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Investigate the factors that affect the rate of reaction between Hydrochloric Acid and Sodium Thiosulphate.

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Introduction

Investigate the factors that affect the rate of reaction between Hydrochloric Acid and Sodium Thiosulphate. Aim- I am going to investigate how changing the concentration of the Hydrochloric Acid affects the rate of reaction between Hydrochloric Acid and Sodium Thiosulphate. Sodium + Hydrochloric ? Sodium + Sulphur + Sulphur + Water Thiosulphate Acid Chloride Dioxide Scientific Variables. Temperature- Increasing the temperature of a solution causes particles to move faster, with more energy. The particles will collide more often and with greater energy. This will mean more successful collisions per second and so a faster rate of reaction. Catalyst- By using a catalyst the particles will only require moderate energy to collide and react. This means more successful collisions are likely within the same amount of time. More collisions create a faster reaction. Concentration- Increasing the concentration of a reactant simply means there are more particles in the volume of a solution. Therefore there are more particles, which can collide and so react. More collisions mean a faster reaction. Fair test- To ensure that the investigation is a fair test the only thing that should be changed is the variable being investigated, in this case the concentration of the Hydrochloric Acid. The volumes of each chemical should be the same for each attempt, the conical flask should be made from the same material each time. ...read more.

Middle

Results. Concentration of Hydrochloric Acid mol dm(( Time 1 Taken / 2 Seconds 3 Average 2.00 28.44 26.11 27.64 27.46 1.50 28.07 29.56 32.04 29.99 1.00 33.42 33.51 30.15 32.36 0.75 34.77 35.00 35.99 35.25 0.50 43.88 44.80 45.54 44.74 Analysis. The line of best fit on the attached line graph shows us that as the concentration of the hydrochloric acid is increased the time the reaction takes decreases. This matches with my prediction. Increasing the concentration of the hydrochloric acid means there are more particles within the same volume. This leads to more particles being able to collide, break bonds and so react. With more successful collisions taking place, the reaction time was reduced The result table shows that the fastest reaction time was 26.11 seconds when using a concentration of 2.00 mol acid. The slowest reaction time was 45.54 seconds, when using a concentration of 0.50 mol acid. This tells us that the reaction time was speeded up by 19.43 seconds when using 2.00 mol hydrochloric acid instead of 0.5 mol. The line of best fit does not show any major anomalies in the results. In conclusion, changing the concentration of hydrochloric acid will change the rate of reaction. The higher the concentration, the quicker the reaction will be. Evaluation. Results have demonstrated that a change in the concentration of Hydrochloric Acid does directly affect the rate of the reaction time. ...read more.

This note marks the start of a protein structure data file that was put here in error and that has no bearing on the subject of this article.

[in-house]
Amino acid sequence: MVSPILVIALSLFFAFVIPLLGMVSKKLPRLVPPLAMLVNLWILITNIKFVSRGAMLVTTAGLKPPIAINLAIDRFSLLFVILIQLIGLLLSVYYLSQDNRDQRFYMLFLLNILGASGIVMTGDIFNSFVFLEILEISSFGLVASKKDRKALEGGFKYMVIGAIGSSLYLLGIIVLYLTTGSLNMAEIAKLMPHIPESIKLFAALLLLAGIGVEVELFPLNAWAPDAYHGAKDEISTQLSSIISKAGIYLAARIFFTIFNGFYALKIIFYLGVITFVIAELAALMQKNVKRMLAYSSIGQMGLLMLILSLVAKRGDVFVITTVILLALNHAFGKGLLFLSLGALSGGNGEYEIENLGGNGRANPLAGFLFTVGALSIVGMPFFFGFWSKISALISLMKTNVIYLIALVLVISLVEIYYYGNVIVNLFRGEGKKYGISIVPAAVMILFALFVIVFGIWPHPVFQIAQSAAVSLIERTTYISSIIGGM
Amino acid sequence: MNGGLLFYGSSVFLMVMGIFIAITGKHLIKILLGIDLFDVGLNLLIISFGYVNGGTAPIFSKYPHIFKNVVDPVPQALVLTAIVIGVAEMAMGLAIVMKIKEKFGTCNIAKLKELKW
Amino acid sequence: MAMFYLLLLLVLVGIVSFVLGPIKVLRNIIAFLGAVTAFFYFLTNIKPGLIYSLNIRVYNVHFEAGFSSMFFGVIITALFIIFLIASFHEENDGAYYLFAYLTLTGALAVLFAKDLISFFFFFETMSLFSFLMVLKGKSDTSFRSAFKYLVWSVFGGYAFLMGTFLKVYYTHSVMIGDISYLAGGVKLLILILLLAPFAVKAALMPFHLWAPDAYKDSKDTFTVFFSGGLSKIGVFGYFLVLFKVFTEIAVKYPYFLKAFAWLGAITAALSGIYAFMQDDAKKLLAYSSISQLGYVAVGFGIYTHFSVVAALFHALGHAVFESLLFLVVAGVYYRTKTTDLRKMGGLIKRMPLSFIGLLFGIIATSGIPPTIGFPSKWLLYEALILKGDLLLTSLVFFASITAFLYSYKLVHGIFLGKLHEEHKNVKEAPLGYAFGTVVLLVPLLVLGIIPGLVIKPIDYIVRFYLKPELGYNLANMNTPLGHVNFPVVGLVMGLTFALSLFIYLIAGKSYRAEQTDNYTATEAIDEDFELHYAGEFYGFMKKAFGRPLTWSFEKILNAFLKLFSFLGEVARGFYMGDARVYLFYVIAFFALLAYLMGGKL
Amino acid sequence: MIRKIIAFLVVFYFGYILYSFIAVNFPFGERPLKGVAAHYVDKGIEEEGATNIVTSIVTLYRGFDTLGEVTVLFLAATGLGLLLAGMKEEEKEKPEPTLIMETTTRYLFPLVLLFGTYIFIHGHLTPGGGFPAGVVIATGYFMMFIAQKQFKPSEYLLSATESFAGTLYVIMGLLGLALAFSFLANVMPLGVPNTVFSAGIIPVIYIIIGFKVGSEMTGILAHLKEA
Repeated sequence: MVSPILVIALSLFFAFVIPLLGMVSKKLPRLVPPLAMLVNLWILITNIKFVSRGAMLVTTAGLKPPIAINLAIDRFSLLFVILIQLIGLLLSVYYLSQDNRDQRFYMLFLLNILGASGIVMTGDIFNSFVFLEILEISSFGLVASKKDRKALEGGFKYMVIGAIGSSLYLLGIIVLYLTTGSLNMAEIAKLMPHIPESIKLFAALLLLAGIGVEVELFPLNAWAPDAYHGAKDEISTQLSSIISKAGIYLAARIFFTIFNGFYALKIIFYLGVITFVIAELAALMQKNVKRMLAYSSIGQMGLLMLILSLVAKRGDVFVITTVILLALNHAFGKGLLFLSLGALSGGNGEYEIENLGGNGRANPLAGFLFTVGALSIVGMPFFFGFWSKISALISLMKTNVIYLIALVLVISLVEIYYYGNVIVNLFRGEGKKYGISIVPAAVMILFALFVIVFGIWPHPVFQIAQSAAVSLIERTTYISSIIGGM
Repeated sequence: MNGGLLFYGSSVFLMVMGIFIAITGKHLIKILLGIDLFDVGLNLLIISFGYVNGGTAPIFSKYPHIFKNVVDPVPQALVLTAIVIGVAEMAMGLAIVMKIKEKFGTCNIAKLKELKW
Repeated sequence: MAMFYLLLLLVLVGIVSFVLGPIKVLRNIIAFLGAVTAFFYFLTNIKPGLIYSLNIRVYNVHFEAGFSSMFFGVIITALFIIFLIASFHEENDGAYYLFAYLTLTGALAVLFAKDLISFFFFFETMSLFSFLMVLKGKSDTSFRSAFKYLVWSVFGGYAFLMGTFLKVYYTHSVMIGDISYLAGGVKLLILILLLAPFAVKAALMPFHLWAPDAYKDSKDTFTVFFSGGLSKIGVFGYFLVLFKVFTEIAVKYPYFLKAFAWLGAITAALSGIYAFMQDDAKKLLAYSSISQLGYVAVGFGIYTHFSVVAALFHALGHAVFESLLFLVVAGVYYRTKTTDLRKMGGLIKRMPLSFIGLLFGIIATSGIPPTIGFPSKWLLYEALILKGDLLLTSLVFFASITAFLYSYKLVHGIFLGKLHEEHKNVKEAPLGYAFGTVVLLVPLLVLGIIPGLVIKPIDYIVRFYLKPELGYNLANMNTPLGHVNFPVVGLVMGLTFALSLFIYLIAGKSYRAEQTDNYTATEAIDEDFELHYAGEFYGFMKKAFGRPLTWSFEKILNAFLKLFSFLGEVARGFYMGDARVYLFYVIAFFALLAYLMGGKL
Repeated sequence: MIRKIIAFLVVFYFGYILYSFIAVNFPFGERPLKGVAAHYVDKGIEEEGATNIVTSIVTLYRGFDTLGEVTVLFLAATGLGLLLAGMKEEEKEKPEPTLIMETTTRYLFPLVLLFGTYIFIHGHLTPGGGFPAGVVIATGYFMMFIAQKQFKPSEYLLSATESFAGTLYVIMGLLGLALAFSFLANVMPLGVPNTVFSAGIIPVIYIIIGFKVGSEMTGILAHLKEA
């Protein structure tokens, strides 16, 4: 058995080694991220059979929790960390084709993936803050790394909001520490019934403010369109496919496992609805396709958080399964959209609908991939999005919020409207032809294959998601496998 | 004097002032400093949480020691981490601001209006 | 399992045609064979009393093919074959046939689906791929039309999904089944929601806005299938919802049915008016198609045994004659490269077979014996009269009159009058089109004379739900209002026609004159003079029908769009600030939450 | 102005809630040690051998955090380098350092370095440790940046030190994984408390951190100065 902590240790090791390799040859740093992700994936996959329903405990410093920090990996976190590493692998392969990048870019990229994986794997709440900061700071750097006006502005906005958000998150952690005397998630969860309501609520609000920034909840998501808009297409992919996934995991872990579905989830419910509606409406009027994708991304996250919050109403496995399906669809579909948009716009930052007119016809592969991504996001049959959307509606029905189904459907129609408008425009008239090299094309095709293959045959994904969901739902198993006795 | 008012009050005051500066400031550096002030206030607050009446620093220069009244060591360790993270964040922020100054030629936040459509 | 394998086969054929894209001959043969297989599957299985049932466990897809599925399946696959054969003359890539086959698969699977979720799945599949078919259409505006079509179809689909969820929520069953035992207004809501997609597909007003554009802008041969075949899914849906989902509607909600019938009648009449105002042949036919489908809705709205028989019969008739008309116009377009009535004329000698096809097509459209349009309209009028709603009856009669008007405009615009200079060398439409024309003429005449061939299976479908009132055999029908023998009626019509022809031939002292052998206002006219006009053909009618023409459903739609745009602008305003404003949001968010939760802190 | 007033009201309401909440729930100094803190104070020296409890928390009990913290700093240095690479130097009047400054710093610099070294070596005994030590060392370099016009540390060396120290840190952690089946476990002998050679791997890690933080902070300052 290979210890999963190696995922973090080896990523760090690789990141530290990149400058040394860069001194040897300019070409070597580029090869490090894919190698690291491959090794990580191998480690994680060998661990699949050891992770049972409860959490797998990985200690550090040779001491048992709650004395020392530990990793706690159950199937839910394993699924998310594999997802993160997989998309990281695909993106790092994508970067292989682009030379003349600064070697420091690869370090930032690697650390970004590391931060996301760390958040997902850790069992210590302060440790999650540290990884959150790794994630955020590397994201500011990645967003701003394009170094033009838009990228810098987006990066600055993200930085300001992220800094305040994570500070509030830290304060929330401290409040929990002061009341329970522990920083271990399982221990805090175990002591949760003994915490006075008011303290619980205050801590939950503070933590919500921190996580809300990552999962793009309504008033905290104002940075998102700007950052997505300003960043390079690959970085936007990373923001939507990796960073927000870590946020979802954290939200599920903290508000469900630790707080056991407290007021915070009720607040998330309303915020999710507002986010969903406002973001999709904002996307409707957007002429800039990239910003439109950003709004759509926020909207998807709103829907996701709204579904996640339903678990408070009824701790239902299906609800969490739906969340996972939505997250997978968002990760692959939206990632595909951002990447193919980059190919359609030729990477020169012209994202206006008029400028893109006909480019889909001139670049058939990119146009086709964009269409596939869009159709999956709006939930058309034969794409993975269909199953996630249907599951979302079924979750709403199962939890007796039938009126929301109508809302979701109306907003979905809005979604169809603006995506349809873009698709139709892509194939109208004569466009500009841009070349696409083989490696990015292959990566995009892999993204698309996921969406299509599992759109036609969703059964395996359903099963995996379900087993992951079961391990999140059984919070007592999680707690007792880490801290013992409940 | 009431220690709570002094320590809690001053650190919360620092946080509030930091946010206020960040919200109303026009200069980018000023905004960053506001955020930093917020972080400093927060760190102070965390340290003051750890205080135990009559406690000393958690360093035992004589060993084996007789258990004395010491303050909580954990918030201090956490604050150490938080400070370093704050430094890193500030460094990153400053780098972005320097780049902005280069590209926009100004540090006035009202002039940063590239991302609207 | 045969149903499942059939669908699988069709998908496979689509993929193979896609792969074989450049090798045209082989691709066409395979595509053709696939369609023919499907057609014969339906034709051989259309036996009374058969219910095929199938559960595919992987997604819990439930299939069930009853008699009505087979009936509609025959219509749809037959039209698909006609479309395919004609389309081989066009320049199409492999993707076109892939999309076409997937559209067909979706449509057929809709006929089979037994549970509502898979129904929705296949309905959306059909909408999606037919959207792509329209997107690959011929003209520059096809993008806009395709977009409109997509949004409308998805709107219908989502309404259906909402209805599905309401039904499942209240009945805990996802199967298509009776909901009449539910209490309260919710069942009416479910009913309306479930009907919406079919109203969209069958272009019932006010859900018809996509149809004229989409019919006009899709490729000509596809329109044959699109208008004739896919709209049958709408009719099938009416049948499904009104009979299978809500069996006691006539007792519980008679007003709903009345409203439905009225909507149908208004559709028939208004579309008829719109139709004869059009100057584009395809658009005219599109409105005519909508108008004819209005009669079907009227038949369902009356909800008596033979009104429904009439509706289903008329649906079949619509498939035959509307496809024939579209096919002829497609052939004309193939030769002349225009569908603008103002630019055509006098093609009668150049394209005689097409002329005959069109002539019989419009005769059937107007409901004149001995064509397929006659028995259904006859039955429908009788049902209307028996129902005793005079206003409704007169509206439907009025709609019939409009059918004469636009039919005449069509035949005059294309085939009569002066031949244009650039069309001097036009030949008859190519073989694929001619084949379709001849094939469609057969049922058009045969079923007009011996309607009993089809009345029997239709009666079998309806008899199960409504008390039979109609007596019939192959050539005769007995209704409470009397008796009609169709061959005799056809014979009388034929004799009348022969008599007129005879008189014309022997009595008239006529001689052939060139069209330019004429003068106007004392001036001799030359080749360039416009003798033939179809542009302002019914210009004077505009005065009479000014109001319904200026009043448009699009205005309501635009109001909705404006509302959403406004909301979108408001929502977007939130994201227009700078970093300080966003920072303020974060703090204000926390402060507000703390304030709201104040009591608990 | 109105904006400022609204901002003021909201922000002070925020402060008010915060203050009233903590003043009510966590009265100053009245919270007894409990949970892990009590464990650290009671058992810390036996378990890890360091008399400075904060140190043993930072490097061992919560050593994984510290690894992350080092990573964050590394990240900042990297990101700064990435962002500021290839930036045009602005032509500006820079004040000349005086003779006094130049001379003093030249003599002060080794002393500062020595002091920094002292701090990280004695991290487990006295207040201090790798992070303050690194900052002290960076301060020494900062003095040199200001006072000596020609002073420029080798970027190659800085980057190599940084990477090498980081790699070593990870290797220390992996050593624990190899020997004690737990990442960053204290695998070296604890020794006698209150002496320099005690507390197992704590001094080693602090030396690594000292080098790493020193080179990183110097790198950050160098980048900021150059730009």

Conclusion

A catalyst is a substance that increases the rate of reaction without being used up. By lowering the amount of energy needed and providing a surface for the reacting molecules to attach to, the chance of the molecules bumping into each other is greater. However to investigate Sodium Thiosulphate and hydrochloric acid without the influence of a catalyst, the affect of temperature on the rate of reaction could be investigated. The concentration of Hydrochloric Acid used will remain the same throughout the experiment to ensure a fair test but the temperature at which the reactants come together could be altered gradually. A beaker of water could be heated on top of a tripod and gauze over a Bunsen burner and the temperature tested using a thermometer. When the water reaches the desired temperature, the beaker could be removed and the Sodium Thiosulphate and Hydrochloric Acid added to a flask and immediately place over the flame. The cross method could be used again placed on top of the gauze, under the flask. This could be carried out at a number of different temperatures. This would be a good experiment, as the reactant times would highlight whether concentration or temperature has a greater affect. A range of temperatures could be used with 2.00 mol dm, 1.00 mol dm and 0.5 mol dm to also see how heat affect varies with the different concentrations. The Sodium Thiosulpahte and Hydrochloric Acid could also be added together at room temperature with no heat as a control. ...read more.

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